GLENDORA (CBSLA.com) — Five homes have been confirmed burned by the wind-whipped Colby Fire in Glendora, which also damaged another 17 buildings, including a guest house at the historic Singer Mansion.
Hundreds of fire personnel and law enforcement and more than a dozen firefighting aircraft have been called in to fight the 1,700-acre Colby Fire, which has prompted the mandatory evacuation of 3,700 residents.
One of the buildings that was destroyed was a guest house on the campus of the historic Singer Mansion, 1150 Kregmont Drive, which is listed as a Glendora Historic Landmark. The 14-bedroom, 12-bathroom mansion, built in 1924 by a member of the Singer sewing machine family, was home to the owner and at least 10 tenants. The main house on the campus was saved, however.
A man who identified himself as the Singer Mansion’s owner, Robert Gonzales, said the garage and the rooms above – where several tenants lived – burned down.
A resident who identified himself as Rudy said he only able to get out with the clothes on his back and was not able to even grab his wallet or driver’s license.
“We had to leave, we went down to Craigmont down at the bottom of the driveway because we couldn’t stay up here, it was too much,” he said. “The flames were all around us, as you can see the trees are all burned. So we got out because it was dangerous and the smoke was horrendous. It was really bad.”
Several homeowners opted to defy the mandatory evacuation orders to protect their homes.
“I didn’t think it was going to come down the street or nothing like that,” Glendora homeowner Gary Herring said. “There was a couple hundred yards above my house where helicopters were dropping retardants or water, whatever on the flames. They were doing a good job of keeping it from going any further.”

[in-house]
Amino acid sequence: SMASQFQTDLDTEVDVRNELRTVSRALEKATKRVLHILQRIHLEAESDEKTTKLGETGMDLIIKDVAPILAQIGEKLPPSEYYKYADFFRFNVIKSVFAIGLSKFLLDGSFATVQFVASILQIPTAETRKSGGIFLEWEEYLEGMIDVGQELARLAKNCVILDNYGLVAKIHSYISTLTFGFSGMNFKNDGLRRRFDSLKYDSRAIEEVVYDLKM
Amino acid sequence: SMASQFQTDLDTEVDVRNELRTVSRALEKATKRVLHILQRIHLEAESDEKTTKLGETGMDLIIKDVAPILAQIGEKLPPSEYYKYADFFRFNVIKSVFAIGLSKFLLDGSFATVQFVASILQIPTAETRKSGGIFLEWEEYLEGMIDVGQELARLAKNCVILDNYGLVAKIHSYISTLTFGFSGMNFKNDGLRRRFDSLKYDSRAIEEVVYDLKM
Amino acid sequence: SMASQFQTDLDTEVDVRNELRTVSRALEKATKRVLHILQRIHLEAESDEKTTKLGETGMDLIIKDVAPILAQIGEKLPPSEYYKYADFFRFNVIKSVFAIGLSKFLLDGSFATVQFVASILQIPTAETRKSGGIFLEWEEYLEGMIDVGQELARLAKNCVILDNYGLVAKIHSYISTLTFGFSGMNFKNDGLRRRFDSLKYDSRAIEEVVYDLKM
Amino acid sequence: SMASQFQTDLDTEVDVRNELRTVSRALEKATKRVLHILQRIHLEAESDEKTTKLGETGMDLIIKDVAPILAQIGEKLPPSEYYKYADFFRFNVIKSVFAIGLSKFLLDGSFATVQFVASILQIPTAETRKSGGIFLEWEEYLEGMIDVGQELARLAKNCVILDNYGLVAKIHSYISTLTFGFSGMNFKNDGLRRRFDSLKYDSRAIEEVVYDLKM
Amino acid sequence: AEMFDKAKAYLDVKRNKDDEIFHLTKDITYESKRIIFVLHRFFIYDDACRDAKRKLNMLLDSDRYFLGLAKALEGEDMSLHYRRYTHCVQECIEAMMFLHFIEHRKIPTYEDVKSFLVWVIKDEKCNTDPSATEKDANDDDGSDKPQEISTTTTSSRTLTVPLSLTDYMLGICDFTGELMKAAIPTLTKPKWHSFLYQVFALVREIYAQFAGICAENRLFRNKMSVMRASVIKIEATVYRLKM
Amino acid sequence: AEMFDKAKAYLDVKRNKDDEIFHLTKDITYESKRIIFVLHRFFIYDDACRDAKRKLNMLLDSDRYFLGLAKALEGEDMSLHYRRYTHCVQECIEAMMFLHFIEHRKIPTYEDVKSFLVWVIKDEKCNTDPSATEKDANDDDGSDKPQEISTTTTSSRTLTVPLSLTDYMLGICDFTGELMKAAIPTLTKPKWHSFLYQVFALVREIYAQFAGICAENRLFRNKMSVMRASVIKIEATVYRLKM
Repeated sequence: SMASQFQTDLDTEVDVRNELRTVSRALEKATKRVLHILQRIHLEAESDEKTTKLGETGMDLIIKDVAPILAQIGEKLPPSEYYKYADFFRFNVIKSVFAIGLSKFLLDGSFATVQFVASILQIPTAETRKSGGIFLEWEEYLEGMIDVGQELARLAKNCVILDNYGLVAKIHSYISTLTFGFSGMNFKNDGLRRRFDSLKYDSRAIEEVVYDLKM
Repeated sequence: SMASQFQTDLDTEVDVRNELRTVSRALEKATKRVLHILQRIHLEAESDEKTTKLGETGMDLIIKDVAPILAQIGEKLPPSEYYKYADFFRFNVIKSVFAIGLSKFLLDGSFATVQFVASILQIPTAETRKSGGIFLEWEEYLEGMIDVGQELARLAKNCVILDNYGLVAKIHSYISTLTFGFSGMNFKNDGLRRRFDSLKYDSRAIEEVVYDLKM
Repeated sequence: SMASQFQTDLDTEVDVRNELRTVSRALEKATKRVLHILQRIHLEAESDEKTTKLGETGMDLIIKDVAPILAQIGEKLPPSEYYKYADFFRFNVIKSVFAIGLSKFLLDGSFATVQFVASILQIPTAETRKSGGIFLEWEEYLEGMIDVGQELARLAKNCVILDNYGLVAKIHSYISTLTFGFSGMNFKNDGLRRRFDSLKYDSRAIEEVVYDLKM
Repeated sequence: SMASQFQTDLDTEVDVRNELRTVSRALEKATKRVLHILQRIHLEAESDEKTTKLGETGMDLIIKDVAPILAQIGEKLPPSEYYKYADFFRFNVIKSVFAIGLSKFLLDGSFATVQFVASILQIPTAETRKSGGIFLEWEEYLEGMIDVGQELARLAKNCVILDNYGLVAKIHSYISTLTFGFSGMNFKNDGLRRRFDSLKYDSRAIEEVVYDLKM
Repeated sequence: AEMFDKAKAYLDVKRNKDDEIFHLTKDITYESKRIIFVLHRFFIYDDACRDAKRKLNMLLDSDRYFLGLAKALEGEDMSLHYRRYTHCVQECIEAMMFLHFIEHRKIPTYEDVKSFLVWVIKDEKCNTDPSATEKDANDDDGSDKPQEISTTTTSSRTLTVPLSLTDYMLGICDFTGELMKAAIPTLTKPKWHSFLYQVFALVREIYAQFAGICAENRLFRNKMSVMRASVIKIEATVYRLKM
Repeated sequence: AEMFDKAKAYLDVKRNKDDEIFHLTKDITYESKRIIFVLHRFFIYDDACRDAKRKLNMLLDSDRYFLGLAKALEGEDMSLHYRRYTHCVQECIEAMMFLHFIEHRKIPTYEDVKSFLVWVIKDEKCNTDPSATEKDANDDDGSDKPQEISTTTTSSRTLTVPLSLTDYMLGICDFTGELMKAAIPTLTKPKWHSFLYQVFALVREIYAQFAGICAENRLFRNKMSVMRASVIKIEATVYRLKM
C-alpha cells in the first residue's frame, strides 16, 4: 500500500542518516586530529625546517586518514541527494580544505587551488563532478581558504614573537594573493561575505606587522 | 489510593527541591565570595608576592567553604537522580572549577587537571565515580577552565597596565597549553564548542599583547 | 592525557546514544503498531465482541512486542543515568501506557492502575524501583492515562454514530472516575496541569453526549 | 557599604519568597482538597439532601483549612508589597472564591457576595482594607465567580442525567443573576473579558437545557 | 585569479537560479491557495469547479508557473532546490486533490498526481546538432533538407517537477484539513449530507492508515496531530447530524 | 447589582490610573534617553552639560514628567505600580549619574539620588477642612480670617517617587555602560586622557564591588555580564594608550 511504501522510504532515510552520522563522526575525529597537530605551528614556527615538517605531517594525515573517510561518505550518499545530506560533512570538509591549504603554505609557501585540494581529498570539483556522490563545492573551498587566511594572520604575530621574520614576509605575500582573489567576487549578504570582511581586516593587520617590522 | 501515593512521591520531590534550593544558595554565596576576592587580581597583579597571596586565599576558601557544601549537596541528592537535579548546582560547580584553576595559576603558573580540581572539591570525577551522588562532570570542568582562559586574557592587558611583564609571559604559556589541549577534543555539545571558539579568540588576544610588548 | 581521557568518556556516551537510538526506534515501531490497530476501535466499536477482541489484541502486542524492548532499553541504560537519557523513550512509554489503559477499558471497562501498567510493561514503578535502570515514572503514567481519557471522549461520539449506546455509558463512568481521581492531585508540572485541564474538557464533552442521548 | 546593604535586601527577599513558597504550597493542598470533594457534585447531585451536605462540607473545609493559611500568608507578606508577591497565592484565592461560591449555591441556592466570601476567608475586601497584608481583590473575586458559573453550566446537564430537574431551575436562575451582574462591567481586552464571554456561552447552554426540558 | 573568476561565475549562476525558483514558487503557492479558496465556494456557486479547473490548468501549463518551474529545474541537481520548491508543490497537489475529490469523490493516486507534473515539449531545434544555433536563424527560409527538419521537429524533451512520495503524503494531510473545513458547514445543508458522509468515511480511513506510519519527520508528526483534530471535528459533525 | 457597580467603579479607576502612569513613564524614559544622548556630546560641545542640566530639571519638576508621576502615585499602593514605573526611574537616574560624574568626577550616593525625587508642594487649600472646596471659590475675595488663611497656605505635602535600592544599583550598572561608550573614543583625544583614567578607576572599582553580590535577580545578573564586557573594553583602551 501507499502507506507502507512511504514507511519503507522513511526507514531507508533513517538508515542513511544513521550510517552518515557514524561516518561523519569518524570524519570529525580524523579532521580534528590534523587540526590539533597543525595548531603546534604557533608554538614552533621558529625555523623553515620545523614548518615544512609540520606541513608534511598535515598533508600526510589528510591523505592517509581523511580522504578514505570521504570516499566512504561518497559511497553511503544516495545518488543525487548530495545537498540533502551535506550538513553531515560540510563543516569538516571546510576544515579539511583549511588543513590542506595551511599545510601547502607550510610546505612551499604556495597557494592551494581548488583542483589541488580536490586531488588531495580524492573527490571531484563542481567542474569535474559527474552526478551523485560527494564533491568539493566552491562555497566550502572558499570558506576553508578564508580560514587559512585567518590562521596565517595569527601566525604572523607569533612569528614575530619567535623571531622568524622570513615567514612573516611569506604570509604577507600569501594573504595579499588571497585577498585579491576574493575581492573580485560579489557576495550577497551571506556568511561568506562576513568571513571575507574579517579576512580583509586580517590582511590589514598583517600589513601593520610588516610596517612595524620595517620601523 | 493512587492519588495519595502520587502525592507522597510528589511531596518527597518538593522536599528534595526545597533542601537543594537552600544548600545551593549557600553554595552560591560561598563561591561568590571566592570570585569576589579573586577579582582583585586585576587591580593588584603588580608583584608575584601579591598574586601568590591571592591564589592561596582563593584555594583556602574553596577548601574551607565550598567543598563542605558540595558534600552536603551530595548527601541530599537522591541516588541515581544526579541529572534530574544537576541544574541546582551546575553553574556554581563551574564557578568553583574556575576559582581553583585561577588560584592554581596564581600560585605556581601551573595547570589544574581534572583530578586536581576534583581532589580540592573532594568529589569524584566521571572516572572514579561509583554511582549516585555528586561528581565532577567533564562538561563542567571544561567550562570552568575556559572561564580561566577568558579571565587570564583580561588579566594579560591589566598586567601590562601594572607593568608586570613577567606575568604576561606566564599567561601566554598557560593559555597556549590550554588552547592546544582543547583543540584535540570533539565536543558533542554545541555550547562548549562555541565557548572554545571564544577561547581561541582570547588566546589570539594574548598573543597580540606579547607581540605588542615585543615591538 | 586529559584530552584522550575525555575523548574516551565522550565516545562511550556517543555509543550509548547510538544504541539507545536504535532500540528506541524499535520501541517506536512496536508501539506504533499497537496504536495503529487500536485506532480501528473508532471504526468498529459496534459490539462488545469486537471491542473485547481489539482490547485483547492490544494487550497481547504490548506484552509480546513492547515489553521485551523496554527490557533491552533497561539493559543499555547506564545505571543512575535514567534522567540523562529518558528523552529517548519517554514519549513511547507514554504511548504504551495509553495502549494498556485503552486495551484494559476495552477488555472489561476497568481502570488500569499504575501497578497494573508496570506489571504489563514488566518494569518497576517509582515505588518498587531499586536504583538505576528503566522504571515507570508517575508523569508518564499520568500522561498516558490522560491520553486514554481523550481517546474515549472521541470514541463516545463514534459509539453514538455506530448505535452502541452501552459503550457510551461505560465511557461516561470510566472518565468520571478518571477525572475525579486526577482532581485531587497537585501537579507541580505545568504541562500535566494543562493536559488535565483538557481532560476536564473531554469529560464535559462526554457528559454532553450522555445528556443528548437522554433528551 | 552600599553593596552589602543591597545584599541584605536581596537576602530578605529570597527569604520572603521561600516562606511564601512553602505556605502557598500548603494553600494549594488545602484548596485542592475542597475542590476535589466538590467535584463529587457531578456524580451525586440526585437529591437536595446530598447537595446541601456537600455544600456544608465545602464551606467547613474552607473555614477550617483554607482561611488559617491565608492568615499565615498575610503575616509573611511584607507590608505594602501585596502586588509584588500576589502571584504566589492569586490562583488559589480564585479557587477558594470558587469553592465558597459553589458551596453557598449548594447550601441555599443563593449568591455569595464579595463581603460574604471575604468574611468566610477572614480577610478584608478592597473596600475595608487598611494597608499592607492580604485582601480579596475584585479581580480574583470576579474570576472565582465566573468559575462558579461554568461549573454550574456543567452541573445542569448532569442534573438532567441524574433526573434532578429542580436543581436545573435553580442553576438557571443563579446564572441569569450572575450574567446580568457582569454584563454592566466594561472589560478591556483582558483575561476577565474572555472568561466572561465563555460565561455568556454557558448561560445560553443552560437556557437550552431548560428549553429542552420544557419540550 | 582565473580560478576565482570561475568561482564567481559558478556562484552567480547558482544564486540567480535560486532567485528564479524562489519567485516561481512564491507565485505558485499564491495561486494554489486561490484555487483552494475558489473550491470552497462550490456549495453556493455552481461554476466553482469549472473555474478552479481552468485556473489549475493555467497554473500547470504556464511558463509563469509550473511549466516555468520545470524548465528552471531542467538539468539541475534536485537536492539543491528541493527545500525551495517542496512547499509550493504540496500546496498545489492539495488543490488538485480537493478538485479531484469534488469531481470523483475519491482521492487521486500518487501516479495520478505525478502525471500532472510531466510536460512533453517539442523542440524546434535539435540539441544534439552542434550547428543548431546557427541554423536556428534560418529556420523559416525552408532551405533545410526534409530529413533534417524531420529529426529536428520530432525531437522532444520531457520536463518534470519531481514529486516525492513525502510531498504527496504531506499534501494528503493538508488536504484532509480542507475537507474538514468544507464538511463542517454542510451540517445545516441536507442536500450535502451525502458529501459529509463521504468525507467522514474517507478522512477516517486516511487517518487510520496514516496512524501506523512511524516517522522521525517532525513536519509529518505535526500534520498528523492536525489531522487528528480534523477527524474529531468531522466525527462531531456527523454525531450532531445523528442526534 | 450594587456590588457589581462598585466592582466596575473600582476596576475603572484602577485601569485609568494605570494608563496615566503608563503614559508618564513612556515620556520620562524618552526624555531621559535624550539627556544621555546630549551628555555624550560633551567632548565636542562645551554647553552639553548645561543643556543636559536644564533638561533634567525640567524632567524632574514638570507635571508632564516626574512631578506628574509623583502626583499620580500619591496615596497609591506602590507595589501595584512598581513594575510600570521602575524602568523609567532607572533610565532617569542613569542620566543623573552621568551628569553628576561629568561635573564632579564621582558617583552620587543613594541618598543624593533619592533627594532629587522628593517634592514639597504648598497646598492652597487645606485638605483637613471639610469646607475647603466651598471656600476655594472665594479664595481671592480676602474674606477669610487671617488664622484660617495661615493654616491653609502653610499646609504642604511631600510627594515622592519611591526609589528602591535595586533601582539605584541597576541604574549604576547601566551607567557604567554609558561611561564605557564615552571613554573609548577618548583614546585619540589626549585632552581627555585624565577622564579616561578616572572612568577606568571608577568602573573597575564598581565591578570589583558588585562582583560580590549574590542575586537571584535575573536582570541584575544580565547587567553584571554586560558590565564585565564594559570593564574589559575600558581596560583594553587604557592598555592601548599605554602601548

At the top of Conifer Road, John Palo had to leave behind a home that has been in his family for generations. Flames destroyed the home and the truck that broke down as Palo and his wife were evacuating.
“The fire, within an hour, was massive and moving real quick as the sun started coming up, and the wind started coming up, and it started spreading,” Palo said. “And I made note to my wife, that across the canyon that it was getting close to a friend’s house, and then within 10 minutes it was right outside our house. It had completely skipped over the canyon and it was raining burning embers all around the house.”
LA County Firefighter Capt. Paul Oyler said he and his crew arrived to find flames approaching a handful of homes they were able to save, but unfortunately, Palo’s home was not among them.
“If we had continued on, it could have been really ugly for us, safety wise,” Oyler said. “I walked up there after the fire calmed down a little bit. It’s heartbreaking for us, even, I can’t imagine what it’s like for the homeowners.”